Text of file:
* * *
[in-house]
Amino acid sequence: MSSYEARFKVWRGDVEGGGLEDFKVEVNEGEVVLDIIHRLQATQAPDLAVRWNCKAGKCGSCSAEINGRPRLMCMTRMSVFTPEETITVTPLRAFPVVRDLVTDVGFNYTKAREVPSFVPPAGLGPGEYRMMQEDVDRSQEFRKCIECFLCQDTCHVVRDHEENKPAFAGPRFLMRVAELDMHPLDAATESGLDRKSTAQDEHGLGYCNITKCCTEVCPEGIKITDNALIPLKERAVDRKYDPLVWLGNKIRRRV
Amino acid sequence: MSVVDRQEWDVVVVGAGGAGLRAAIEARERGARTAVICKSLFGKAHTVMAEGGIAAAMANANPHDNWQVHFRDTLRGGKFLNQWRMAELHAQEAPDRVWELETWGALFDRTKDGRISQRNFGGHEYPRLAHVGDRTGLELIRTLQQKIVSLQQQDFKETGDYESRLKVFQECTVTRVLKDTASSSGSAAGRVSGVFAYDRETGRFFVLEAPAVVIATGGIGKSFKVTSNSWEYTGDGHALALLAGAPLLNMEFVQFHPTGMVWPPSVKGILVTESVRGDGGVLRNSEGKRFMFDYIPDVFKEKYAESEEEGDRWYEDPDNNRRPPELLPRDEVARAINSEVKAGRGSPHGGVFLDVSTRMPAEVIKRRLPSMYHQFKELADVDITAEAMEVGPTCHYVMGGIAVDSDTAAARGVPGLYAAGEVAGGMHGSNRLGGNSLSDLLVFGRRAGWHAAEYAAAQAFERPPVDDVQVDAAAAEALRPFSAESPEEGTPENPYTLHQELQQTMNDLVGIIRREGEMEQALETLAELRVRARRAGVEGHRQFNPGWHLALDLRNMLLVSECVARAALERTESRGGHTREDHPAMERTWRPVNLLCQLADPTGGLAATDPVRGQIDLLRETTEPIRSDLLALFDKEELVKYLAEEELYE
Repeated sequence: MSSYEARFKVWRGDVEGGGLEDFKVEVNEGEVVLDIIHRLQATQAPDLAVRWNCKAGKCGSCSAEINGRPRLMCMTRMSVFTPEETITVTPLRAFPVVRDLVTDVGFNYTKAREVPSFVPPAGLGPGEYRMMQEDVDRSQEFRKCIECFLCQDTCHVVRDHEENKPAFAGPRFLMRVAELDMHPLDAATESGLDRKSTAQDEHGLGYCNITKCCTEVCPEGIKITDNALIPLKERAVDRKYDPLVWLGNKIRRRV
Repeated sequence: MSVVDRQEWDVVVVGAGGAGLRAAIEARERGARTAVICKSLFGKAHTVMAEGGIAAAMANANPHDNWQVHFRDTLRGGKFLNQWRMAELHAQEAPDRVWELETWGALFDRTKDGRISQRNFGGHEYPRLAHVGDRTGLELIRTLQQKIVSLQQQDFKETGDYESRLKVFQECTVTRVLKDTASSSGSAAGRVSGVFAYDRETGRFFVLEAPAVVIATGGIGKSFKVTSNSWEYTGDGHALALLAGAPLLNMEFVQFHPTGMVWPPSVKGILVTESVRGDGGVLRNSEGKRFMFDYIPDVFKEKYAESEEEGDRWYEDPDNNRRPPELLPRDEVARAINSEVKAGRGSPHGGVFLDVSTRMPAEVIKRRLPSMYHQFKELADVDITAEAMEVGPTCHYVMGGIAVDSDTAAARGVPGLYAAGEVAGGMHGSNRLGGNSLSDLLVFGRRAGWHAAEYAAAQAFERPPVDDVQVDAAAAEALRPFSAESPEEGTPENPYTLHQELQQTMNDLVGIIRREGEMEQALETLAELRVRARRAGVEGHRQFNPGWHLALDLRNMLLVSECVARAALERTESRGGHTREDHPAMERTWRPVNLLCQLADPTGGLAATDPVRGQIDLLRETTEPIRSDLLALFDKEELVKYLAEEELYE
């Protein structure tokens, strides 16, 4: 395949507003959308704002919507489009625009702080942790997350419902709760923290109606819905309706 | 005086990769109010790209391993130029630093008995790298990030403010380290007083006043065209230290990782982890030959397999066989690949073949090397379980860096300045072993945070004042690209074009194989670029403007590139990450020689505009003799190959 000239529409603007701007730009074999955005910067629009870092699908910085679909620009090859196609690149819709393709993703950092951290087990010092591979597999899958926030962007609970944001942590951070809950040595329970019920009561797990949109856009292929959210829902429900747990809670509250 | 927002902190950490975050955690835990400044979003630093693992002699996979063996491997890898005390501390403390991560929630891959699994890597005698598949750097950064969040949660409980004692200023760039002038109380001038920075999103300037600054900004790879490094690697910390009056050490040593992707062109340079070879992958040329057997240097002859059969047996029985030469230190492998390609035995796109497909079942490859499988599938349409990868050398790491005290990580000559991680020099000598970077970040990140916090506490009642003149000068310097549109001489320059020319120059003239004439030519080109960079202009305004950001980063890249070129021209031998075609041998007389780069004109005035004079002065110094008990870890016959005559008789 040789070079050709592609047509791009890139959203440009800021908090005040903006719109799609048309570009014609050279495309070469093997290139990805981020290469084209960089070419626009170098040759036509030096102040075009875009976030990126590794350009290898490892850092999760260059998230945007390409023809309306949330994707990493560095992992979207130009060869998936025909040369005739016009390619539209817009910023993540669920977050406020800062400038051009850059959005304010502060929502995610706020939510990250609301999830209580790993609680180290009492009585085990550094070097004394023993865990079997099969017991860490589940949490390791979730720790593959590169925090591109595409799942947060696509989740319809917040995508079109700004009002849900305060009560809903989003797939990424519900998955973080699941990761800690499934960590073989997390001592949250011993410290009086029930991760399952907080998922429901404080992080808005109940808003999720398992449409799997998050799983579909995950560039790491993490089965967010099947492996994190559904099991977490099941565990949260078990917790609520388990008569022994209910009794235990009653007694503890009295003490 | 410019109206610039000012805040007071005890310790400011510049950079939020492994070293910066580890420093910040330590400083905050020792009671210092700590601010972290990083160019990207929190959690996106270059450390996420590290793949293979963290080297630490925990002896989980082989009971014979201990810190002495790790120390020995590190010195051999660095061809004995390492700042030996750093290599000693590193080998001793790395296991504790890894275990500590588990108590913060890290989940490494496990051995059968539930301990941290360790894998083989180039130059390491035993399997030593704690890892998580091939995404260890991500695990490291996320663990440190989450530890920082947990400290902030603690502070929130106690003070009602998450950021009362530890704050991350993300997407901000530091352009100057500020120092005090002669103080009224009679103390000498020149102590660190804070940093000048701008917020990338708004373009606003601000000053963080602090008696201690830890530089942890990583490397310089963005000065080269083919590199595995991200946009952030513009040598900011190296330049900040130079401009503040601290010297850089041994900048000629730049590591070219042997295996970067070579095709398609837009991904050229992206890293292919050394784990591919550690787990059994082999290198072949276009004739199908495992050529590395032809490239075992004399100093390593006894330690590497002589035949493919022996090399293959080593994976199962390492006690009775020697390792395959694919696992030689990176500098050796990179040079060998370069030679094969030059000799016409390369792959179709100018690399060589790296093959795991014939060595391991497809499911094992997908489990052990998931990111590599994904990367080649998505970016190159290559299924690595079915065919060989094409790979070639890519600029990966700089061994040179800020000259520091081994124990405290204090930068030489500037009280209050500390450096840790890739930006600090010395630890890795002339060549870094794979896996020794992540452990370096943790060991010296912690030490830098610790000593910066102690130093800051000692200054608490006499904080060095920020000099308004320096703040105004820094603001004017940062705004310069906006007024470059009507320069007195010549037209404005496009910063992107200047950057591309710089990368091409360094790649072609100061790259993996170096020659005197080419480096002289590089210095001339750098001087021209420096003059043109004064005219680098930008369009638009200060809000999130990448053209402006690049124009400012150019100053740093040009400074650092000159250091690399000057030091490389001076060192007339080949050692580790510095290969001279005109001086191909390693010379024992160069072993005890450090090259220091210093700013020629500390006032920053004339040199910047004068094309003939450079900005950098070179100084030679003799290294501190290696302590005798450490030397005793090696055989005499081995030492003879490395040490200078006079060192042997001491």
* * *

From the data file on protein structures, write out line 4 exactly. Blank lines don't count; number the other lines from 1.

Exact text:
Repeated sequence: MSSYEARFKVWRGDVEGGGLEDFKVEVNEGEVVLDIIHRLQATQAPDLAVRWNCKAGKCGSCSAEINGRPRLMCMTRMSVFTPEETITVTPLRAFPVVRDLVTDVGFNYTKAREVPSFVPPAGLGPGEYRMMQEDVDRSQEFRKCIECFLCQDTCHVVRDHEENKPAFAGPRFLMRVAELDMHPLDAATESGLDRKSTAQDEHGLGYCNITKCCTEVCPEGIKITDNALIPLKERAVDRKYDPLVWLGNKIRRRV